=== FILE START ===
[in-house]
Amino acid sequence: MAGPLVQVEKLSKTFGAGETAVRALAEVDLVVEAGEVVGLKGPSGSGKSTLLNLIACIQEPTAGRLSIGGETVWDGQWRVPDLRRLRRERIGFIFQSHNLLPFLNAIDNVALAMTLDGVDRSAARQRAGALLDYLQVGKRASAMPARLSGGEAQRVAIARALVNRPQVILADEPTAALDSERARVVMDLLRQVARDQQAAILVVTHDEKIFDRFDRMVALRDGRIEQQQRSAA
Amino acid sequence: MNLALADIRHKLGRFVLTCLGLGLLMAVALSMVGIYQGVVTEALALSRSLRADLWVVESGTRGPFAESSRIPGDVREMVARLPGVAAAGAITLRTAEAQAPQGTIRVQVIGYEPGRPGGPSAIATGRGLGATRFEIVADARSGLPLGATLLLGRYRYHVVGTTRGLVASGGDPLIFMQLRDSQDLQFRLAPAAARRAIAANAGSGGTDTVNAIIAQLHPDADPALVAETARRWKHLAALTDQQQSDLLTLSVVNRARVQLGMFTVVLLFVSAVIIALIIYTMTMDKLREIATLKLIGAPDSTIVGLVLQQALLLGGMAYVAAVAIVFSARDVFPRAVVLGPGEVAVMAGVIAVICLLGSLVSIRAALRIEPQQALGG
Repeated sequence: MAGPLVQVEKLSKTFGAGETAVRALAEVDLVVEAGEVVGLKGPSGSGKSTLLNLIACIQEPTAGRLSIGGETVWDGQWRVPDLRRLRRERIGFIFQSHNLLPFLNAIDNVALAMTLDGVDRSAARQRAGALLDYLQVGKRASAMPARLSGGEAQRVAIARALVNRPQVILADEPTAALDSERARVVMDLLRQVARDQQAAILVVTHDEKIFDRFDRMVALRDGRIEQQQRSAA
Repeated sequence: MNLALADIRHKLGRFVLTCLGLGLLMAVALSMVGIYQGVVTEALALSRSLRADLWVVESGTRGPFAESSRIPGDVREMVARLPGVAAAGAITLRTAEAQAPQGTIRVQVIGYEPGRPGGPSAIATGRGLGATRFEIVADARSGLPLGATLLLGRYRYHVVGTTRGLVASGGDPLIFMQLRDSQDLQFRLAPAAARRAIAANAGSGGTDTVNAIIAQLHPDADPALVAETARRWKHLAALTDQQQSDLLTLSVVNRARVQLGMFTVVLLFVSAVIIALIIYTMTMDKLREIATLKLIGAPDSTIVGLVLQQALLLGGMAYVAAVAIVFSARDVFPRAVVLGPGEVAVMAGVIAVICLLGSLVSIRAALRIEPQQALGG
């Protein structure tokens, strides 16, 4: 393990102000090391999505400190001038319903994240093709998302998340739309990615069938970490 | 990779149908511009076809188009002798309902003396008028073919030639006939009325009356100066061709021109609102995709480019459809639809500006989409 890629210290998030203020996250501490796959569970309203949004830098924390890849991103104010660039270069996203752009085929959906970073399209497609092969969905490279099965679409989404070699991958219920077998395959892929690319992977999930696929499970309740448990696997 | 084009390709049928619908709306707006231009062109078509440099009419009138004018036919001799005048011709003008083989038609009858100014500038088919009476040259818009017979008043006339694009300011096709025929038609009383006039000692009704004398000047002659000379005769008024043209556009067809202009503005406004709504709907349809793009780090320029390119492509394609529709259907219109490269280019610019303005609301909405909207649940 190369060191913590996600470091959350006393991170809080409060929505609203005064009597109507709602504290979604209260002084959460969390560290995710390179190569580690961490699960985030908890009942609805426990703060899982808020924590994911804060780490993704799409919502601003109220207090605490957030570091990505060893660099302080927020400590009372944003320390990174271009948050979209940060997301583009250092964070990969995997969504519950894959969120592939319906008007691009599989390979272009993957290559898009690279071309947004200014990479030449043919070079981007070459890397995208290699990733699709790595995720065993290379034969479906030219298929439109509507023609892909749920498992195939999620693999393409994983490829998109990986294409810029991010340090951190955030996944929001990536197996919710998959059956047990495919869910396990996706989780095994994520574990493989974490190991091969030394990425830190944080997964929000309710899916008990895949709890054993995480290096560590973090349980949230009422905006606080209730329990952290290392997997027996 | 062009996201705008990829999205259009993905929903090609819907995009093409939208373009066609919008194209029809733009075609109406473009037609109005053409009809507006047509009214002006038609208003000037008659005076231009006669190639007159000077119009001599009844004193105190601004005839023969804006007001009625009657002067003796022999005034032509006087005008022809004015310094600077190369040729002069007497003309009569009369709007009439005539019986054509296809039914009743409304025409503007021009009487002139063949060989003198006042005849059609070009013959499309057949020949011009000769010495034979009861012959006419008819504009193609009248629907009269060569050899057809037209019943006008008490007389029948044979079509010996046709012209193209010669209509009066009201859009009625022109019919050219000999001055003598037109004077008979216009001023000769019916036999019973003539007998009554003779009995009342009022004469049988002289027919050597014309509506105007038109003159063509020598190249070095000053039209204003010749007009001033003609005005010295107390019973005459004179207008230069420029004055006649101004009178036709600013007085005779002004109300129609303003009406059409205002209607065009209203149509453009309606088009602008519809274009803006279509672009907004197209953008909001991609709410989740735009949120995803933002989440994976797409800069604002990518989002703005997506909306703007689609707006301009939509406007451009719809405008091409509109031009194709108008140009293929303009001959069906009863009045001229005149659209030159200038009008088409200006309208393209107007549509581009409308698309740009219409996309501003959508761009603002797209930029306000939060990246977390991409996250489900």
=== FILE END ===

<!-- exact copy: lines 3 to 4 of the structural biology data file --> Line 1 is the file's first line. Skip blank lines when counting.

Amino acid sequence: MNLALADIRHKLGRFVLTCLGLGLLMAVALSMVGIYQGVVTEALALSRSLRADLWVVESGTRGPFAESSRIPGDVREMVARLPGVAAAGAITLRTAEAQAPQGTIRVQVIGYEPGRPGGPSAIATGRGLGATRFEIVADARSGLPLGATLLLGRYRYHVVGTTRGLVASGGDPLIFMQLRDSQDLQFRLAPAAARRAIAANAGSGGTDTVNAIIAQLHPDADPALVAETARRWKHLAALTDQQQSDLLTLSVVNRARVQLGMFTVVLLFVSAVIIALIIYTMTMDKLREIATLKLIGAPDSTIVGLVLQQALLLGGMAYVAAVAIVFSARDVFPRAVVLGPGEVAVMAGVIAVICLLGSLVSIRAALRIEPQQALGG
Repeated sequence: MAGPLVQVEKLSKTFGAGETAVRALAEVDLVVEAGEVVGLKGPSGSGKSTLLNLIACIQEPTAGRLSIGGETVWDGQWRVPDLRRLRRERIGFIFQSHNLLPFLNAIDNVALAMTLDGVDRSAARQRAGALLDYLQVGKRASAMPARLSGGEAQRVAIARALVNRPQVILADEPTAALDSERARVVMDLLRQVARDQQAAILVVTHDEKIFDRFDRMVALRDGRIEQQQRSAA